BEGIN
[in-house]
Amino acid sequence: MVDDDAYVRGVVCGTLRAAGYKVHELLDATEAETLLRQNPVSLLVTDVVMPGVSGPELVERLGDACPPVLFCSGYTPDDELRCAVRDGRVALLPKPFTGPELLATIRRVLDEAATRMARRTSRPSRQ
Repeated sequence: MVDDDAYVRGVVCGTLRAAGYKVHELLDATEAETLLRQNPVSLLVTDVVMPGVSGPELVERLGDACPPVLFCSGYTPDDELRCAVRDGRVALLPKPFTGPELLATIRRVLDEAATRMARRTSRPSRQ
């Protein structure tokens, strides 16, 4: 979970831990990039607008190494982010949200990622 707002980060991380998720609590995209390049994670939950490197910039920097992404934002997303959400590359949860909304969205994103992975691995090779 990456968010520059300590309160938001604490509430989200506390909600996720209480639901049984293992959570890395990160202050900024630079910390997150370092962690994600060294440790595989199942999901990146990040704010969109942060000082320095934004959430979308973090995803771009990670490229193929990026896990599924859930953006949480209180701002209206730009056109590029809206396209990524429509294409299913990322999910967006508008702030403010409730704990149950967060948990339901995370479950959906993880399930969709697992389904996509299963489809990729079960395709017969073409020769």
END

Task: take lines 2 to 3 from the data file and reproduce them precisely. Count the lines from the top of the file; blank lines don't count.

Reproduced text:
Amino acid sequence: MVDDDAYVRGVVCGTLRAAGYKVHELLDATEAETLLRQNPVSLLVTDVVMPGVSGPELVERLGDACPPVLFCSGYTPDDELRCAVRDGRVALLPKPFTGPELLATIRRVLDEAATRMARRTSRPSRQ
Repeated sequence: MVDDDAYVRGVVCGTLRAAGYKVHELLDATEAETLLRQNPVSLLVTDVVMPGVSGPELVERLGDACPPVLFCSGYTPDDELRCAVRDGRVALLPKPFTGPELLATIRRVLDEAATRMARRTSRPSRQ